My Java bug entry on faster numerics has been summarily closed as unreproducible. There is a short evaluation showing Java to be faster that C at matrix multiplication, but the comparison misses the mark because:

  • The C code (not shown) appears to be using nested arrays for matrix storage, which I have never seen in practice for C matrix libraries.
  • The Java code is run under the server version of Java, which is fine for a small benchmark but usually not practical for a large (client) app, such as many existing C++ numerics apps are.

Nonetheless, the activity prompted me to rerun my matrix benchmarks. Actually, I had to recreate them since I couldn’t find my Java 1.3 era versions that showed a 15x disadvantage for Java. This time Java fared much better. The tests (C++ Code Java Code) just multiply the same 200×200 matrices over and over with some add operations mixed in for good measure. I tried to make the code fast without working too hard. For instance, I didn’t get GCC to do vectorization, and I didn’t control my environment too well.

I tried two variations of the Java matrix representation and two variations of the Java multiplication code for four total Java variations, of which I took the fastest. The representation variation was whether to use a single array and multiplied indexing or to use nested arrays. The multiply variation was whether to transpose the B matrix or not — transposing it lets the inner loop traverse a one sub-array each from A and B. Arrays of arrays with transposing worked best on my Intel Mac, but flat arrays without transposing was best on the PowerPC Mac. I think the Intel JVM is better about the range check elimination optimization, so it favors the extra arrays with simpler indexing.

2GHz PowerPC Mac

Java 1.5 56.7ms
C++/GCC 26.2 ms

2.33GHz Intel MacBook

Java 1.5/client 32.5 ms
Java 1.5/server 12.6 ms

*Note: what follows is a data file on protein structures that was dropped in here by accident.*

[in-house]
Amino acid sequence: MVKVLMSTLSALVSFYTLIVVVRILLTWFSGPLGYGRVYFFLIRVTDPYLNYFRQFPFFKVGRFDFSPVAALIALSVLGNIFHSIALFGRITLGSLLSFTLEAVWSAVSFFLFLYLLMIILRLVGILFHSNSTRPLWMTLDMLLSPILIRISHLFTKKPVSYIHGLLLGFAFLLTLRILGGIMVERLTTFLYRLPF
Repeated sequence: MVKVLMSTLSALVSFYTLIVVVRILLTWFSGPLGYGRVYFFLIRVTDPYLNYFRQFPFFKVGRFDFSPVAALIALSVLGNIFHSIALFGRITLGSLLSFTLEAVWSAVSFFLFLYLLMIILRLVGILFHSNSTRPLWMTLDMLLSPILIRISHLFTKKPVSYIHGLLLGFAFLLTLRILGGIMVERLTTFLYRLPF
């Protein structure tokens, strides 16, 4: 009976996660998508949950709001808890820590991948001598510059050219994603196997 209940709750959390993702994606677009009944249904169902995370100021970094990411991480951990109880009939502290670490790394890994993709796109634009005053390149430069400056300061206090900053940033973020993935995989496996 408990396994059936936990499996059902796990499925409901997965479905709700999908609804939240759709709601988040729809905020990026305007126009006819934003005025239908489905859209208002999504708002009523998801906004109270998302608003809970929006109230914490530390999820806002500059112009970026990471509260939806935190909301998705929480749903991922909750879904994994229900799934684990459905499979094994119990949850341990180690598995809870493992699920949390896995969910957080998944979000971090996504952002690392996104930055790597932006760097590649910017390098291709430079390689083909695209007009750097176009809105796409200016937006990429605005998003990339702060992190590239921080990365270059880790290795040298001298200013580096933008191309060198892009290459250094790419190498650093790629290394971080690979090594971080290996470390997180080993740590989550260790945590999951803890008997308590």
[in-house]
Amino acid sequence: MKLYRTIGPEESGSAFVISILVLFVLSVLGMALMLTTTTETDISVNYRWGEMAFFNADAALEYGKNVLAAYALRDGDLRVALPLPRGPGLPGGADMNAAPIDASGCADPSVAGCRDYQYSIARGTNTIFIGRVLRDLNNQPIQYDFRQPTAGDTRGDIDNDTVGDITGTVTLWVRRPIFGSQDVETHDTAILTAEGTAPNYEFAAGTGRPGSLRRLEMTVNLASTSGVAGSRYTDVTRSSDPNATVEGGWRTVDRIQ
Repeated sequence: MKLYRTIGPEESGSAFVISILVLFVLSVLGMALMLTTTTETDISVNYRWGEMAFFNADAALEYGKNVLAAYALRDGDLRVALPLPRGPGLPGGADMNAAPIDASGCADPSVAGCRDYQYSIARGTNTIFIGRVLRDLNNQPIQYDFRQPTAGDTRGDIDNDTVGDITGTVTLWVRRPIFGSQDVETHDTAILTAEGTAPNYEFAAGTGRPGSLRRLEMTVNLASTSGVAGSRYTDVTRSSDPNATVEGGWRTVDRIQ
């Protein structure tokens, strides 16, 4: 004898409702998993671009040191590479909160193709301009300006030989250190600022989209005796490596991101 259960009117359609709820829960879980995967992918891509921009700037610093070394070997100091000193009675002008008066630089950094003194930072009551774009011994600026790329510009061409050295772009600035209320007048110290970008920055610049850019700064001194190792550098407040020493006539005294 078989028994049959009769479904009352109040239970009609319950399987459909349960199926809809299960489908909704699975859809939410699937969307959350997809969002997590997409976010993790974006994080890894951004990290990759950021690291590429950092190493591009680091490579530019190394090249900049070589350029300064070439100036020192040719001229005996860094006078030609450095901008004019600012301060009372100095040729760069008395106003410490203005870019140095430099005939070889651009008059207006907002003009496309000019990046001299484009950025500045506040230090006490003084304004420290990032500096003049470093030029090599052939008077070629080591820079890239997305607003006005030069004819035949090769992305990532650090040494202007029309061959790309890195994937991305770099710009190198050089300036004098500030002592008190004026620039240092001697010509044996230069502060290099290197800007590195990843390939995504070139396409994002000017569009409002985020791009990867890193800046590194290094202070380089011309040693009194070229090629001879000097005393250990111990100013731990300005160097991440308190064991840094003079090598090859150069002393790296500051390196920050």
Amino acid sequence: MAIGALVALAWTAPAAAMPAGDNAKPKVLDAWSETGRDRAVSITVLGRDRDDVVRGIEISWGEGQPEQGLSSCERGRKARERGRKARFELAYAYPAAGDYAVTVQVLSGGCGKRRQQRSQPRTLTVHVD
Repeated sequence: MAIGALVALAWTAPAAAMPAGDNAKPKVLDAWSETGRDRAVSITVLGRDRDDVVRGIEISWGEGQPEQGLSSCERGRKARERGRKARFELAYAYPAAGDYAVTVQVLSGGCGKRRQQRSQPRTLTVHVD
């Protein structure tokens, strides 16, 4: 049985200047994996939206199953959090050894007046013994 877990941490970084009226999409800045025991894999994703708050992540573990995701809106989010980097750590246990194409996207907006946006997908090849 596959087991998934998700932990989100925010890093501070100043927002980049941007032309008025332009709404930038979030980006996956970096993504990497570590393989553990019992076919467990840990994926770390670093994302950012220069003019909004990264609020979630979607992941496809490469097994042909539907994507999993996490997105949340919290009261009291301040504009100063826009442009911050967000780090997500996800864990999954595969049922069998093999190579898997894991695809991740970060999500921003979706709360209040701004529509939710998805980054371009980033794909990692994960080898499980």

C++/GCC 11.0 ms

On the PowerPC Mac, there was no difference between client and server Java.

So client Java 1.5 is only 3x of C++ and server Java 1.5 is almost the same as C++. Not bad, but not quite what Sun’s evaluation showed. Still need to try Java 6 and turning on GCC vector processing.

Prime Benchmarks Updated

After getting a new MacBook Pro and installing Boot Camp on it so I could boot into Windows or Mac OS X, I’ve rerun some of my prime number mini-benchmarks. I only ran the tests in C++ and latest Java on each OS, skipping C# this time. The charts below summarize the results. Times are in seconds and shorter bars are better. (CSV Data)

Java vs. C++ Prime Finding Benchmarks

The first chart puts the C++ and Java times side by side for each host. The Linked List allocates tons of small objects (one for each prime number found), and the C++ allocator seemed to have significantly improved to be twice as fast as Java and C++ on G5, but otherwise there is not too much difference.

G5 vs Intel Prime Finding Benchmarks

The second chart shows the same data as the first but grouped for comparison of OS/CPU combinations. The Intel CPU (Core 2 Duo @ 2.33 GHz) is noticeably faster than the G5 (2 GHz), but there isn’t a real difference between OSs.

I used latest public versions of Java, which were Java 5 for Mac OS X and Java 6 for Windows XP.

Java 7 Wish List Item: Static Analysis Optimizations

Shortly after Java 6 came out last year, there were a number of Java 7 wish lists floating around (example). Most wishes are for syntax improvements. I don’t use Java as much as I used to, and I only have one wish list item: static analysis optimizations. That is, optimizations made possible with the help of static (not run-time) optimizations.

I’ve written before on the promising range check elimination optimization which strives to eliminate array bounds checking when provably unnecessary. But that optimization doesn’t quite live up to its potential because any nontrivial array usage is beyond the scope of a run-time proof. So the idea of static analysis optimization is for a compile-time (or post-compile-time) process to do an in-depth analysis of array usage and other potential optimizations and insert the suggested optimization and finished proof into the byte-code. Then the JVM only needs to verify the proof at run-time rather that construct a proof from scratch. And for that matter, the JVM could never generate a proof, since it could assume that if there is no proof provided already, there’s no use looking for one at run-time.

My motivation is scientific computing (especially linear algebra), which still seems to be unnecessarily handicapped in Java.